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Ben White exclusive interview: Arsenal's versatile defender thriving under Mikel Arteta and eyeing long stay – Sky Sports

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Ben White speaks to Sky Sports about proving his doubters wrong, helping Bukayo Saka shine and his hopes of a long-term future at Arsenal; watch Chelsea vs Arsenal live on Sky Sports Premier League and Main Event from 5pm on Saturday; kick-off 5.30pm
Comment and Analysis
Saturday 21 October 2023 20:00, UK
There were plenty of moments for Arsenal supporters to savour during their long-awaited 1-0 win over Manchester City. William Saliba’s bodycheck on Erling Haaland; Gabriel Martinelli’s emphatic winner. Ben White’s nutmeg on Jeremy Doku was another.
The piece of trickery, in the penultimate minute of normal time at the Emirates Stadium, was celebrated as a show of impudence and composure under pressure. But in conversation with Sky Sports two weeks later, the player himself remembers it differently.
“I was so tired, I just wanted to waste a bit of time, but he caught me up so quickly,” smiles White. “I turned and he was right on top of me. The pass I was going to play was cut off. It just came to me, I didn’t really know what I was doing. I got rid of it as quick as I could after.”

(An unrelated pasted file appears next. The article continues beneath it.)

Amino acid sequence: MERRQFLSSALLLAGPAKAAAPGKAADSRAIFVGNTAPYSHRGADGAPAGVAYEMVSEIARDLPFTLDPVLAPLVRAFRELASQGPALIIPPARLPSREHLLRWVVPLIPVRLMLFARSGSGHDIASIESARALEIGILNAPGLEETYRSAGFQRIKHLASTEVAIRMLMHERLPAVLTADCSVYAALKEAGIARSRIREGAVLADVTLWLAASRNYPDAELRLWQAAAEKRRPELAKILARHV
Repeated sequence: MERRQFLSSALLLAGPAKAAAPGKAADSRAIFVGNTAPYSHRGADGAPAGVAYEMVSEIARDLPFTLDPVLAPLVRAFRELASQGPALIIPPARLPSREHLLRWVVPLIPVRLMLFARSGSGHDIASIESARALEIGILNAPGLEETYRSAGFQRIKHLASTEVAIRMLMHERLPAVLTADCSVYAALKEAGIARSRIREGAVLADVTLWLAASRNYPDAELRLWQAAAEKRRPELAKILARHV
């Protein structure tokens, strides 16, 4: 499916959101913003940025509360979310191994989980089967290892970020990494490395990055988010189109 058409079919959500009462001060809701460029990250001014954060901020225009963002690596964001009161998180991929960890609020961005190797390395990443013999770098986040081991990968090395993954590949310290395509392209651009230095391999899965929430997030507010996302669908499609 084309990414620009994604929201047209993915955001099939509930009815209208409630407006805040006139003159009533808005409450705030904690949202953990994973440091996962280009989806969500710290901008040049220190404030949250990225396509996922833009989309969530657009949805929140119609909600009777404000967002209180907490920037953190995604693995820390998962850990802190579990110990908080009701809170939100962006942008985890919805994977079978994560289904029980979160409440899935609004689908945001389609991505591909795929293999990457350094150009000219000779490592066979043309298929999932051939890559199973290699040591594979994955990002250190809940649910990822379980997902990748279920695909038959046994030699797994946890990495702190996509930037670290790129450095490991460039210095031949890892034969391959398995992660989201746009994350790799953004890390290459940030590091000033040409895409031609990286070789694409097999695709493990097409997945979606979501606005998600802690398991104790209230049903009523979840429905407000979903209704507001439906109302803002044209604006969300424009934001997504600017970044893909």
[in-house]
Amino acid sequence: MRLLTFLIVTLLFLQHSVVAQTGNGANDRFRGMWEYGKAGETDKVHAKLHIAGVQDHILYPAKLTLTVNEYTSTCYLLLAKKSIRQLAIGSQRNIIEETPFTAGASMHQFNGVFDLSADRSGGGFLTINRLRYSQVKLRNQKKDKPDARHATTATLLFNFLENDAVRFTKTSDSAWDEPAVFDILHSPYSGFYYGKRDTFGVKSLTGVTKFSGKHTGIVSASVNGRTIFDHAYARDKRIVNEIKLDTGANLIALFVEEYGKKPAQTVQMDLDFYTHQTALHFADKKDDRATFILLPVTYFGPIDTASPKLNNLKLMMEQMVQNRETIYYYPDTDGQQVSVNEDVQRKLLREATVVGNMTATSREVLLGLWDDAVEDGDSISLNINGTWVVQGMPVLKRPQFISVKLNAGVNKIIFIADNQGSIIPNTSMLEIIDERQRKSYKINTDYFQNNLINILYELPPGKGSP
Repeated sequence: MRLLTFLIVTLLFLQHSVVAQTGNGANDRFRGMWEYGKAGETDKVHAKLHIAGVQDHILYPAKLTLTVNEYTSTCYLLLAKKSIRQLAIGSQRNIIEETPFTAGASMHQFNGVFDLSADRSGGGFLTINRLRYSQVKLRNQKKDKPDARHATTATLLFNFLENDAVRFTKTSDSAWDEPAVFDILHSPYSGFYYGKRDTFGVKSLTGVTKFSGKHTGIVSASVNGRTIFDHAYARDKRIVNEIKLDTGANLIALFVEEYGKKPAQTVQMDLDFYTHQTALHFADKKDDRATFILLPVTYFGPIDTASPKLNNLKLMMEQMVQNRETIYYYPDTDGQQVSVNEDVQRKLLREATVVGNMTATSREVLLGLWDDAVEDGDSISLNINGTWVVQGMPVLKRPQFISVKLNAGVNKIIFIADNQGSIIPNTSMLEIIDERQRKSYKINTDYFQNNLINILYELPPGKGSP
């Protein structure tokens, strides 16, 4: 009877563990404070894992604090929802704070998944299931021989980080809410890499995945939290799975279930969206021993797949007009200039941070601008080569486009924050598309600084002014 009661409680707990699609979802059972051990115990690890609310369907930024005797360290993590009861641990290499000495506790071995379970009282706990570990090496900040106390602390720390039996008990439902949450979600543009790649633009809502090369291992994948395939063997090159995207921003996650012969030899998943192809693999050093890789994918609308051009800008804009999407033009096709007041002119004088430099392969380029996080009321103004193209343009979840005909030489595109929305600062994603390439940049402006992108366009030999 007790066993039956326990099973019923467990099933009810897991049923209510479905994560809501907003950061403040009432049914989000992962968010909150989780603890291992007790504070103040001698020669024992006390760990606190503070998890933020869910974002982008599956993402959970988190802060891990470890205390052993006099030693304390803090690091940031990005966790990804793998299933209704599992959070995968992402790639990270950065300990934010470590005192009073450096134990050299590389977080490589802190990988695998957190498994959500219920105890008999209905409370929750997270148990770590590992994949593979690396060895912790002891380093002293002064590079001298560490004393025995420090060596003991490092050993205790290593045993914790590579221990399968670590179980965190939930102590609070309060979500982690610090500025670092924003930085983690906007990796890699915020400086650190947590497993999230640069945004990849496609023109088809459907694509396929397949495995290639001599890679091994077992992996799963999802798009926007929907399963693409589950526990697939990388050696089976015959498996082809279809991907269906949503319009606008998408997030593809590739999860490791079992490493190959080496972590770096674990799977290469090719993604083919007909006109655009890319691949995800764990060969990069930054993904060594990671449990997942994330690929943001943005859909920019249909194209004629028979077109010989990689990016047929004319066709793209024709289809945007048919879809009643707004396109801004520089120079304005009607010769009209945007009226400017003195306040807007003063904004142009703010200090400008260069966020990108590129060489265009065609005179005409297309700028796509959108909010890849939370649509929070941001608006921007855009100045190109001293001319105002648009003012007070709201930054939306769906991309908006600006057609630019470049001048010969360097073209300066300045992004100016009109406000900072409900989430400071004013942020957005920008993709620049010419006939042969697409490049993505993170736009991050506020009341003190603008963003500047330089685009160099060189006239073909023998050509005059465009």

It is a typically matter-of-fact description. “I’ve been on the other end of it too,” he adds. The defender is sporting newly bleached hair. You won’t miss him at Stamford Bridge on Saturday. But in a small meeting room at London Colney, his humility shines through.
That temperament has helped him become a key player under Mikel Arteta, moving from centre-back to right-back without complaint. White is known around the place for being a model professional. He rarely has an off-game and is always available.
There is talk of him becoming the next Arsenal player to be rewarded with a new contract and, now in his third season at the club, and as happy off the pitch as he is on it, the prospect excites him.
“Yeah, of course,” he says when asked if he is eager to extend his deal. “I want to stay at Arsenal for as long as I can, stay at the highest level and push this club back to where it needs to be.
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“Whenever that’s spoken about, it’s an amazing feeling that someone wants you. I’ve still got a few years left on my current contract, so even to be speaking about it is a nice feeling.”
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Those discussions are progressing positively and, on the pitch, White continues to go from strength to strength. He has started every Arsenal game bar one this season. The one he missed, against Lens in the Champions League, happens to be the only one they have lost.